Between spectacles, it’s time to chill out and sample some Valencian food. The region is best-known as the birthplace of Spanish paella. This traditional dish is a not-to-be-missed experience. The most authentic version features saffron-scented rice topped with tender pieces of rabbit, chicken and snails served up in a jumbo-sized casserole which often requires several men to carry it.
A terrace alongside historic Plaza de la Reina is an ideal place to sample paella and soak up the midday Valencian atmosphere. For an authentic taste of traditional paella, try La Matandeta, located within the rice fields just outside town.Here, you’ll expect to find paella with rabbit, chicken, duck and even snails served in jumbo paella pans and enjoyed by local families on Sunday afternoons.
Tops for traditional tapas is Las Cuevas restaurant on Carrier del Comte D’Almovar while a table on the second floor of Sagardi restaurant on Calle San Vicente Martir is a good choice for its birds-eye view of the falla festivities. Nightfall is the time to stroll Barrio del Carmen in the old quarter sampling local cocktails such as Agua de Valencia (orange juice, Spanish champagne, vodka and Cointreau) or a traditional drink such as horchata, made of tiger nuts. Also be sure to stop at a street vendor and pick up a churro, a deep-fried donut sprinkled with sugar and served in a paper cone.
The festival is not just about partying. Demonstrations of religious devotion to Our Lady of the Forsaken, the patron Virgin of Valencia, also play an important role in the festivities. During La Ofrenda, a floral offering conducted on the 17th and 18th of March, thousands of falleras, local women in traditional regional dress, parade in their finery of velvet, lace, gold filigree jewellery and shawls through the cobblestone streets to place flowers on an enormous wooden structure in the Plaza de la Virgin. Fragrance fills the air as the flowers collectively form a colourful shawl.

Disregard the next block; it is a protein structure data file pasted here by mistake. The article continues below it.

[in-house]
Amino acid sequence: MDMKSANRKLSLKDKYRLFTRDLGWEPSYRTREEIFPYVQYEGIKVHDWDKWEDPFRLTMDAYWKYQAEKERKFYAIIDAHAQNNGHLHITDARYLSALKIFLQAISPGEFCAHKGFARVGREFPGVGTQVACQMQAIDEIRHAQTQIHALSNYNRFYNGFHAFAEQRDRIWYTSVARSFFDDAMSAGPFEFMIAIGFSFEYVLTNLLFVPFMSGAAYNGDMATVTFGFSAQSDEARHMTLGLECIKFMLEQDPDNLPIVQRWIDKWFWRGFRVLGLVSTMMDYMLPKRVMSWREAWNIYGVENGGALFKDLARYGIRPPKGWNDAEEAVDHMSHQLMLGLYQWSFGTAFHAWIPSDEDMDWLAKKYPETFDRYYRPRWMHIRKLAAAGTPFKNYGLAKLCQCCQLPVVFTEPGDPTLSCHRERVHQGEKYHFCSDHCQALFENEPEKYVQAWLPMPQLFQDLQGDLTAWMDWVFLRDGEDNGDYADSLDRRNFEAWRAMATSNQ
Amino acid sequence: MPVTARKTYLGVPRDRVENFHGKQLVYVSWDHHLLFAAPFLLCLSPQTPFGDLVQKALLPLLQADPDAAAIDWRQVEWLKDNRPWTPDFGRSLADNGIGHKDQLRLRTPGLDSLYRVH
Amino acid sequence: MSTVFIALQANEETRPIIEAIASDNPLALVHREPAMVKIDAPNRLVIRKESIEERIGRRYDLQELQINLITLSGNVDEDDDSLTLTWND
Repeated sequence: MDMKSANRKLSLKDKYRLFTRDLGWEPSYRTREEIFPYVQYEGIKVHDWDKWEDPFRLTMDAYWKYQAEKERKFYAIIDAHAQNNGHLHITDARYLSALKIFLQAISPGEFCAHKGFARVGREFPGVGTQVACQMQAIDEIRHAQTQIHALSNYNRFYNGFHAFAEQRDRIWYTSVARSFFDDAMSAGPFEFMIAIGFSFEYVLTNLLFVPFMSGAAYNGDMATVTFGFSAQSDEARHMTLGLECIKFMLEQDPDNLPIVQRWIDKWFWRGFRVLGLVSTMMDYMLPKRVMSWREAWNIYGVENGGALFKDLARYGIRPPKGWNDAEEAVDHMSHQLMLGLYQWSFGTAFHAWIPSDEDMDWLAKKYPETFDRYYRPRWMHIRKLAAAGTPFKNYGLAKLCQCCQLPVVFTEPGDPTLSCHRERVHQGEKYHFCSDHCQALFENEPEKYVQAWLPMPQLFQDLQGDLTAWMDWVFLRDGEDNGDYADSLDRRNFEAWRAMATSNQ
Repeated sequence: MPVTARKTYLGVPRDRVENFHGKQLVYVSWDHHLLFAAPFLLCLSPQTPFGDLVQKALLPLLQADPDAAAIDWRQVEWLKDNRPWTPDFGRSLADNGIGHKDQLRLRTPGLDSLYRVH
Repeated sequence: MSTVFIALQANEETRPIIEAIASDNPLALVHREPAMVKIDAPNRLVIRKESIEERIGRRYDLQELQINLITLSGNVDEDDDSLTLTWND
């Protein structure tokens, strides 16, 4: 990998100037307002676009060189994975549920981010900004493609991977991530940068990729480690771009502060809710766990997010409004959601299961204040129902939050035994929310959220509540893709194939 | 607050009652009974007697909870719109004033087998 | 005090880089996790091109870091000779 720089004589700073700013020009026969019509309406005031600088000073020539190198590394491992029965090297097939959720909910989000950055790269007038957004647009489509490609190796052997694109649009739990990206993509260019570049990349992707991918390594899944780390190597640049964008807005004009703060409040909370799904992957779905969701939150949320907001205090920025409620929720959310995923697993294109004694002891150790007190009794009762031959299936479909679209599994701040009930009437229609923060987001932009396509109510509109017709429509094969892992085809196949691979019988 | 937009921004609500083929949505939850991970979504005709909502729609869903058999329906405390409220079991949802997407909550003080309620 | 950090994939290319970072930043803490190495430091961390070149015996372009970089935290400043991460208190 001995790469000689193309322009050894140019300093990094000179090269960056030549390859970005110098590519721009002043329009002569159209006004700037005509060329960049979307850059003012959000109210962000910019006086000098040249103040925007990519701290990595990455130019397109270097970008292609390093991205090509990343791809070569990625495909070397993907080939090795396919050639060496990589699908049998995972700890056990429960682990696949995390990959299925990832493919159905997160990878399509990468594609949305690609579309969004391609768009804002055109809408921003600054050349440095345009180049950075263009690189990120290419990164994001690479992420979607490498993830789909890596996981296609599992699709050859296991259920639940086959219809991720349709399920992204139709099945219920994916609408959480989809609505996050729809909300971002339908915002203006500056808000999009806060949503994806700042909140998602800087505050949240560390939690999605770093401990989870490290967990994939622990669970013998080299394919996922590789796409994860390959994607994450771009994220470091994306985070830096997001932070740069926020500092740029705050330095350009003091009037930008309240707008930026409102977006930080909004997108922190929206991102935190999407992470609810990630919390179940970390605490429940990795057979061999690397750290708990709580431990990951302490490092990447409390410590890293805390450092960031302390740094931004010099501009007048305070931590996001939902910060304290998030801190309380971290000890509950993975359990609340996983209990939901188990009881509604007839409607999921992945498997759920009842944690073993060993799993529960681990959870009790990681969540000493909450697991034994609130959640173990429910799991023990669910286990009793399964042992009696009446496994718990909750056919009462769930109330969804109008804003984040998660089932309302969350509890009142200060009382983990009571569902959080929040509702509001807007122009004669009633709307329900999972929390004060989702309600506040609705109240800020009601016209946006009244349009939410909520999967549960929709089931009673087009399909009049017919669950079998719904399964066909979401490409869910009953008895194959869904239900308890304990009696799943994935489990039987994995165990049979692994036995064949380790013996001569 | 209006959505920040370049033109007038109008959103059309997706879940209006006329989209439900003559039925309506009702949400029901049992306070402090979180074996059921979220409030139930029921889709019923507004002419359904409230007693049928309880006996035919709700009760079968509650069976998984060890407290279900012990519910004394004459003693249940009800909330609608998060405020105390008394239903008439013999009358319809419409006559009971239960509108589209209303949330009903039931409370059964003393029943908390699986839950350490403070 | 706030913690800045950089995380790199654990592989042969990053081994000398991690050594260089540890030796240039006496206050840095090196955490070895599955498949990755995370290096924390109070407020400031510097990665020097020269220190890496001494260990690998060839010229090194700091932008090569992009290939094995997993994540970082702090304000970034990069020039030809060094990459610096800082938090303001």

Another spectacular procession is La Cabalgata del Fuego, a celebration of the culture of fire on the evening of March 19th. During this pagan-inspired spectacle, hundreds of figures dance through the streets accompanied by costumed participants representing mythical beasts, dragons and fire-breathing monsters.
The festival’s grand finale is known as la cremà, when the fallas monuments are set alight in huge bonfires and burned to the ground. The activities begin at 11 p.m. with the burning of the children’s fallas. As the countdown to midnight begins, the crowds begin to chant and the streetlights are turned off. At midnight, the torch is put to all the fallas. Only the first prize winner, selected for its originality, beauty and technical achievement, is spared and preserved within the city’s Falla Museum. Following the torching, the clouds of smoke, deafening fireworks and colourful bursts of aerial pyrotechnics overhead make for a fantastical open-air nightclub.
No matter whether your interests lie with the festival’s tasty culinary treats, the uniqueness of its cultural traditions or the non-stop partying, the Fallas Festival of Valencia offers a quintessentially authentic Spanish experience.
Just don’t forget your earplugs.
Valencia is located 350 kilometres southeast of Madrid and 350 kilometres south of Barcelona on the Mediterranean coast. It can be reached by rail, bus and air.
Rail Europe: The high speed train from Madrid is 3.5 hours. www.raileurope.ca
For more information, visit or call:
Tourist Office of Spain: www.tourspain.toronto.on.ca; 416 961-3131
Tourist Office of Valencia: www.turisvalencia.es
This story originally appeared in Dreamscapes Magazine. To see more travel stories by Michele Peterson, check out her travel writing portfolio of published work on her personal website.